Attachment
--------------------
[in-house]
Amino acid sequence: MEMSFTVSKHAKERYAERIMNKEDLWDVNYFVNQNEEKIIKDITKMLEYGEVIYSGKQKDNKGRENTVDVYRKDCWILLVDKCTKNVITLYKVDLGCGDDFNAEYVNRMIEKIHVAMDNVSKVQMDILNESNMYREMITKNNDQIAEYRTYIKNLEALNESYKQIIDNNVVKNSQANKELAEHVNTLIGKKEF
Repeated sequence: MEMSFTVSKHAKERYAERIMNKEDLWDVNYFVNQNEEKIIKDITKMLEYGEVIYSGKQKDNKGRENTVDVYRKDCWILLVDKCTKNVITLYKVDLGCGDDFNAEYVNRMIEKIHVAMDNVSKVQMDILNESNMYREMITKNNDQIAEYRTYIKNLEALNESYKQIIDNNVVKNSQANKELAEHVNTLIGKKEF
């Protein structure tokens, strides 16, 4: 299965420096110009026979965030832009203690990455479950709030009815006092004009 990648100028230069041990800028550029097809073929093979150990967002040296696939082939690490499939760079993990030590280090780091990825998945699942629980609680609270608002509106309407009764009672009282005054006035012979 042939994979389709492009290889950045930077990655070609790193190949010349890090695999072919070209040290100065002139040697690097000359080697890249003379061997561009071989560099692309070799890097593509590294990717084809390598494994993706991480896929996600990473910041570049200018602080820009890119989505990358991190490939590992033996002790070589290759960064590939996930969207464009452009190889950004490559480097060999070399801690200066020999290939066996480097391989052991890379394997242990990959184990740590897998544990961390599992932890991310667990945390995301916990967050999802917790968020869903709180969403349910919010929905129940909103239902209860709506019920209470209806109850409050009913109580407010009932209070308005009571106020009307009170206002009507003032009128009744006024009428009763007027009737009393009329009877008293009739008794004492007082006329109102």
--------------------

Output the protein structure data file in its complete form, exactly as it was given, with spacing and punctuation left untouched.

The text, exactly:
[in-house]
Amino acid sequence: MEMSFTVSKHAKERYAERIMNKEDLWDVNYFVNQNEEKIIKDITKMLEYGEVIYSGKQKDNKGRENTVDVYRKDCWILLVDKCTKNVITLYKVDLGCGDDFNAEYVNRMIEKIHVAMDNVSKVQMDILNESNMYREMITKNNDQIAEYRTYIKNLEALNESYKQIIDNNVVKNSQANKELAEHVNTLIGKKEF
Repeated sequence: MEMSFTVSKHAKERYAERIMNKEDLWDVNYFVNQNEEKIIKDITKMLEYGEVIYSGKQKDNKGRENTVDVYRKDCWILLVDKCTKNVITLYKVDLGCGDDFNAEYVNRMIEKIHVAMDNVSKVQMDILNESNMYREMITKNNDQIAEYRTYIKNLEALNESYKQIIDNNVVKNSQANKELAEHVNTLIGKKEF
């Protein structure tokens, strides 16, 4: 299965420096110009026979965030832009203690990455479950709030009815006092004009 990648100028230069041990800028550029097809073929093979150990967002040296696939082939690490499939760079993990030590280090780091990825998945699942629980609680609270608002509106309407009764009672009282005054006035012979 042939994979389709492009290889950045930077990655070609790193190949010349890090695999072919070209040290100065002139040697690097000359080697890249003379061997561009071989560099692309070799890097593509590294990717084809390598494994993706991480896929996600990473910041570049200018602080820009890119989505990358991190490939590992033996002790070589290759960064590939996930969207464009452009190889950004490559480097060999070399801690200066020999290939066996480097391989052991890379394997242990990959184990740590897998544990961390599992932890991310667990945390995301916990967050999802917790968020869903709180969403349910919010929905129940909103239902209860709506019920209470209806109850409050009913109580407010009932209070308005009571106020009307009170206002009507003032009128009744006024009428009763007027009737009393009329009877008293009739008794004492007082006329109102």